Neoliberalism, the marketisation of everything, including ourselves, runs through our data. Indeed we’ve encountered several of examples of ‘extreme neoliberalism’ where celebrities find ever more excessive and expressive ways to convince us that their wealth and success derive not from luck or privilege but from superhuman levels of hard work and self-transformation. In a recent example, US actor Matthew McConaughey used his Oscars speech to tell us that his hero is himself in ten years, writing his success as the result of endless striving. However, it is the actor, musician and celebrity dad Will Smith who continues to provide the most compelling examples of extreme neoliberalism. Memorably, he once assured us that his commitment to sickening hard work is such that he would rather die than get off a treadmill before someone else. In this post Heather focuses on her favourite example from Will Smith in which he claims that he can choose the answer to two plus two.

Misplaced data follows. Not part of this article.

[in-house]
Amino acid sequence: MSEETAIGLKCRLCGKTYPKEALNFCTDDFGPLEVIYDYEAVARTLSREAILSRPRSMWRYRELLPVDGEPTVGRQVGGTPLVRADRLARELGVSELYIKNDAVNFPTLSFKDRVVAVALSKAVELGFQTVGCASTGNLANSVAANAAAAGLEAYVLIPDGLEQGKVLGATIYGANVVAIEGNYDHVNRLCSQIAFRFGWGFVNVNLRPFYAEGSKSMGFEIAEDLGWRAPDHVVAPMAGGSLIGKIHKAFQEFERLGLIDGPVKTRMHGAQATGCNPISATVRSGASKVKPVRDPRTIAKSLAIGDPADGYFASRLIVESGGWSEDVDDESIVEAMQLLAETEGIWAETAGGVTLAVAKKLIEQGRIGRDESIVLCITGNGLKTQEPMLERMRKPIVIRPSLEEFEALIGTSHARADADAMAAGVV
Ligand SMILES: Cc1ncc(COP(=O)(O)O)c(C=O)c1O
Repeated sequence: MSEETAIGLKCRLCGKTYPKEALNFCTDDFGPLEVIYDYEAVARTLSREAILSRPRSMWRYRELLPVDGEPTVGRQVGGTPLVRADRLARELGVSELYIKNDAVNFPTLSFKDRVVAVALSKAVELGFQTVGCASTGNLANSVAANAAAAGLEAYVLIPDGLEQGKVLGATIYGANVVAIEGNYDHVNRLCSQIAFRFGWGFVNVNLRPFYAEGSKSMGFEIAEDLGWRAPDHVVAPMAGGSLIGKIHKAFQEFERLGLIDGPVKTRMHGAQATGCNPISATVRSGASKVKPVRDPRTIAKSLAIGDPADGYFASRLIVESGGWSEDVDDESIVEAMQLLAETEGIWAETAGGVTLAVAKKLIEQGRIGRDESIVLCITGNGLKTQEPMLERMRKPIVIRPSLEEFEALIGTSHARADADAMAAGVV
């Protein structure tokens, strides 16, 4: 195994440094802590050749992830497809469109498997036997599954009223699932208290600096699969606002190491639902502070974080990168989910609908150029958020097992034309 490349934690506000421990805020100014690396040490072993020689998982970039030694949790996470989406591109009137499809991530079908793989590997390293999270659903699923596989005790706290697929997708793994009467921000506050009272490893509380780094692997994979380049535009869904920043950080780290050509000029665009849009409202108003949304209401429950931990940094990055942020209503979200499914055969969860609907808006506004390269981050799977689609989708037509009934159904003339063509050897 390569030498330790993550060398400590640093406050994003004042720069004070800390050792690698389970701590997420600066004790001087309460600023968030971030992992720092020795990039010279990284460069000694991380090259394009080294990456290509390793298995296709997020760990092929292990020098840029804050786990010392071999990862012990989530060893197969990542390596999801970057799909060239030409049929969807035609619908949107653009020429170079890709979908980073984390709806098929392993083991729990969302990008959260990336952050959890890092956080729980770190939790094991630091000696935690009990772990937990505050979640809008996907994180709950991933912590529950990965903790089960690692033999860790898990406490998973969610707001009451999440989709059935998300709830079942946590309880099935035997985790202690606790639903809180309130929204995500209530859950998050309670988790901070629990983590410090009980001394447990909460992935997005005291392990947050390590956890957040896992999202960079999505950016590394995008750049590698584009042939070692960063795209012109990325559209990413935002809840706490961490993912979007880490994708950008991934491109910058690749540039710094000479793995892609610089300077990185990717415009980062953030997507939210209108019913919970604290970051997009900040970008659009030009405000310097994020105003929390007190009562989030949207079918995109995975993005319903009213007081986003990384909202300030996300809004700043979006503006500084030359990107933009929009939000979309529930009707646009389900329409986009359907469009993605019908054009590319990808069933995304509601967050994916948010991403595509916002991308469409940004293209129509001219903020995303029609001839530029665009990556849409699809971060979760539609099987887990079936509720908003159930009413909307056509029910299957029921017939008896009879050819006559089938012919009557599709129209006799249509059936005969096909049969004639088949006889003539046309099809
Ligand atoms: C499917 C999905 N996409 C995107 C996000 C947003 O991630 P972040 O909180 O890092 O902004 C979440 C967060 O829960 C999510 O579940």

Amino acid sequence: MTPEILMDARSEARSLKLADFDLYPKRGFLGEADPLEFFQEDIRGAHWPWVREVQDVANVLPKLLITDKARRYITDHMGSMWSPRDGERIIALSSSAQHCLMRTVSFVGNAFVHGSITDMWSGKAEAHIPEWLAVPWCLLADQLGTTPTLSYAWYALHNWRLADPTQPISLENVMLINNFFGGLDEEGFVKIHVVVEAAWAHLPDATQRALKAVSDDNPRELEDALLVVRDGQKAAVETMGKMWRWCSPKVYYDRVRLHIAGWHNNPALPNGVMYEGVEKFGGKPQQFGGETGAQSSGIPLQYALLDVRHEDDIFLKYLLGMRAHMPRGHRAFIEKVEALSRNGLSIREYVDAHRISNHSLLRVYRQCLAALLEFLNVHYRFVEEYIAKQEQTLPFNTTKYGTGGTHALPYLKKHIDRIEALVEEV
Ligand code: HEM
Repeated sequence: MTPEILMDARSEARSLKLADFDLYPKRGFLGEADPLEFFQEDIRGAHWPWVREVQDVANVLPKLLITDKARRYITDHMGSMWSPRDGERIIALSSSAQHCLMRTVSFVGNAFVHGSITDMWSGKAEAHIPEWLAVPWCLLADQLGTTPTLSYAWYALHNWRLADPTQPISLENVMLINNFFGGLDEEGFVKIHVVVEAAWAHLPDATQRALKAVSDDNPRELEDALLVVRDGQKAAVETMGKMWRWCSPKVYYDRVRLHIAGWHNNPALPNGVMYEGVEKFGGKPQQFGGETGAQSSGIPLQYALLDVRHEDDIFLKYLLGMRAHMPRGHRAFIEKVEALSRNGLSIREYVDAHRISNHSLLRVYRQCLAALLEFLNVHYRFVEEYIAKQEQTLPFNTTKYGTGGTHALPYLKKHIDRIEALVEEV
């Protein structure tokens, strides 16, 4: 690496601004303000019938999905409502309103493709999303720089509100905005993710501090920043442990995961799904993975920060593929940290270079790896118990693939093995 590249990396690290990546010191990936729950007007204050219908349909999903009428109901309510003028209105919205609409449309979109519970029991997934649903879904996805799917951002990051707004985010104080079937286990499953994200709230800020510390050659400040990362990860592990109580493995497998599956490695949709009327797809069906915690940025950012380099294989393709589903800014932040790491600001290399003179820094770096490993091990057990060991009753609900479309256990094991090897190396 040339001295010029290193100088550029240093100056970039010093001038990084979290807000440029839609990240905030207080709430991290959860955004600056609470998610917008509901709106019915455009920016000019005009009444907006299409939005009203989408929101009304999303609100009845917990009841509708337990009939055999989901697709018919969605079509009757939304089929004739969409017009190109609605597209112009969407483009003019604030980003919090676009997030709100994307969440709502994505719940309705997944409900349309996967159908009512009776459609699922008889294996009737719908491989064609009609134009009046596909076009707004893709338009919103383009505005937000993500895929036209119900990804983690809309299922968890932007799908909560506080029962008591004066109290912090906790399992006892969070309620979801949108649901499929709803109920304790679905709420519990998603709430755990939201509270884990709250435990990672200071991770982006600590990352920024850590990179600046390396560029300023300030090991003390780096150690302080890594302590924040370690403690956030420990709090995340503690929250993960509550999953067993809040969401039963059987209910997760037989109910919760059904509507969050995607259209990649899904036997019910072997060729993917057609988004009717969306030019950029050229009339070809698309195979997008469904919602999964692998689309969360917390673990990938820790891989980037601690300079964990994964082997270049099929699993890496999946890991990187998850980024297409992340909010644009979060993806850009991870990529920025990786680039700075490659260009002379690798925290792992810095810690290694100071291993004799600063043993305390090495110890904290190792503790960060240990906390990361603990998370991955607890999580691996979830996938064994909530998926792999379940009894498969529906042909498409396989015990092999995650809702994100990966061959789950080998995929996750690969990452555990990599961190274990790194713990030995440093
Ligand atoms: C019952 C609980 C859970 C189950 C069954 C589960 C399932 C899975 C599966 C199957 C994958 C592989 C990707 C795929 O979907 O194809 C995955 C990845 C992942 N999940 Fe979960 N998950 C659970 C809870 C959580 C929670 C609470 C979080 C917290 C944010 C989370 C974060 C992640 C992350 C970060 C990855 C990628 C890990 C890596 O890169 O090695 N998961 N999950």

Posts Tagged ‘mathematics’
One of the many pleasures of this year’s British Educational Research Association Conference was collaborating on the Aspiration Nation? Symposium not just with Kim and Laura, my CelebYouth colleagues, but also with the wonderful Louise Archer from the Aspires Project, Graham Crow from the Living and Working on Sheppey Project and Becky Francis. Graham’s research involves asking young people to write essays in the voice of their older selves looking back on their lives, replicating an earlier study by Ray Pahl in the 1970s. In exploring the archived 1970s essays, Graham was surprised to find that Pahl had scribbled ‘Total Fantasy’ on some. This remark from Graham provoked me to reflect on how we judge young people’s aspirations. How do some come to appear realistic and some fantastic, and with what consequences?